The busiest area is the book storage area in the basement where people have reported being watched, as well as strange drops of temperature and inexplicable EMF readings during paranormal investigations.

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Tyne Theatre

Before modern sound effects, the Tyne Theatre had a piece of equipment which was used to make thunder which ran on a metal track around the top of the sets, over the heads of the upper gallery and behind the stage again. To make it work, a heavy bowling ball was placed on it and left to run the course, making the sound effect. One night, the track buckled and the ball fell, hitting a man in the audience and killing him instantly. After the accident, the track was removed, and an alabaster figure was placed in the dead man’s seat as a memorial. The ghost of the man has been seen since then by numerous witnesses and even makes his way to the dressing room.

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Tyneside Cinema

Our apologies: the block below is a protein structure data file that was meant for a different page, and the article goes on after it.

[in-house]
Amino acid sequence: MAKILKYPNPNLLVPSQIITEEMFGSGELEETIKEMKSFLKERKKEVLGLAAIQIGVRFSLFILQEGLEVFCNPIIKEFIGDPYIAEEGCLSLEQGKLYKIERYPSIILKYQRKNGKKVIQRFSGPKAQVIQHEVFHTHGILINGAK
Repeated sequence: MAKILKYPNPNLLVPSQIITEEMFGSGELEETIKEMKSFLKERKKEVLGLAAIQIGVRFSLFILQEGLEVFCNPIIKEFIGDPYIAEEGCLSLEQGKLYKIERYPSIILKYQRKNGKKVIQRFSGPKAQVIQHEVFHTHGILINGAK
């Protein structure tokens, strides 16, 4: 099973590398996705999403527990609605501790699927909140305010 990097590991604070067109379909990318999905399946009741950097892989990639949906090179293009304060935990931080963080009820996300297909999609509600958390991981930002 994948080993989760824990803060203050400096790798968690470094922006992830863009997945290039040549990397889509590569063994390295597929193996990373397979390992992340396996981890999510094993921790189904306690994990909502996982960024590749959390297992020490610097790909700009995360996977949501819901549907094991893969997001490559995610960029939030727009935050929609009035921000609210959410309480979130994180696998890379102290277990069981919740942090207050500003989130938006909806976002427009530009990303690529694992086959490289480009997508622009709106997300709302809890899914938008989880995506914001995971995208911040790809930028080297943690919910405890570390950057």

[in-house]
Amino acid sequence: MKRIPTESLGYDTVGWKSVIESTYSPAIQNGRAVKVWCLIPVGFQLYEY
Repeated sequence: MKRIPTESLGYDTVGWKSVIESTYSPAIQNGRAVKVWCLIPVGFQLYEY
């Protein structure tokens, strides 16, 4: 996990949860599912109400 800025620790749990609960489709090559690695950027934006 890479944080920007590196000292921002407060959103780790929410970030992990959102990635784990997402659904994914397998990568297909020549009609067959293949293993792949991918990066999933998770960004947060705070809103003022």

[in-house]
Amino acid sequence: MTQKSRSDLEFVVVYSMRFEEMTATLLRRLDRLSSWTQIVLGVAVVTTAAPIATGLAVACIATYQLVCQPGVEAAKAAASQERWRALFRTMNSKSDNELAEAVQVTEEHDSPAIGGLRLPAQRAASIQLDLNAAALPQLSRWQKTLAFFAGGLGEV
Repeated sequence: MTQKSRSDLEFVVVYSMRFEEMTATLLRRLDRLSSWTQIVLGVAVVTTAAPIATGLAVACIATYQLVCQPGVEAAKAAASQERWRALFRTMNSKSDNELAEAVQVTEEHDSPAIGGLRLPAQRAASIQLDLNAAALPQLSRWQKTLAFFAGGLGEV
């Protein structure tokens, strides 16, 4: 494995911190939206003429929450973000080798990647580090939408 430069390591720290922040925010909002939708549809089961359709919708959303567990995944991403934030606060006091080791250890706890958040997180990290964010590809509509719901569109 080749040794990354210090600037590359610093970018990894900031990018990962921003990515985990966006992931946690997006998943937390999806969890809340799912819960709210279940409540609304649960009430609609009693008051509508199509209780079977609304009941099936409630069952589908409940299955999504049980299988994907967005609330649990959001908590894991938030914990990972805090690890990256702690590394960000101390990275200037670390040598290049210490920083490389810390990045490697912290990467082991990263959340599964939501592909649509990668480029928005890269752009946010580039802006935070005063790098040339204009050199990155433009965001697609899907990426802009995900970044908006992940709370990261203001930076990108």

The cinema stands on the corner of Pilgrim Street and High Friars and is built on a site which was originally the home to the Franciscan Monks, or Grey Friars going back to 1267. The monastery was destroyed in a fire with the monks still inside and in 1580, the Newe House was built on the site. It later became a jail and held King Charles I for ten months before he was executed during the Civil War. The modern Newe House was built in early 1900s and was opened as a theatre in 1937 by Dixon Scott, great-uncle to Ridley and Tony Scott.

Unsurprisingly, monks are said to haunt the site and their chanting is heard in the lower parts of the building. Apparitions have been sighted in the office areas as well as on the stage. There are also reported of lights working on their own.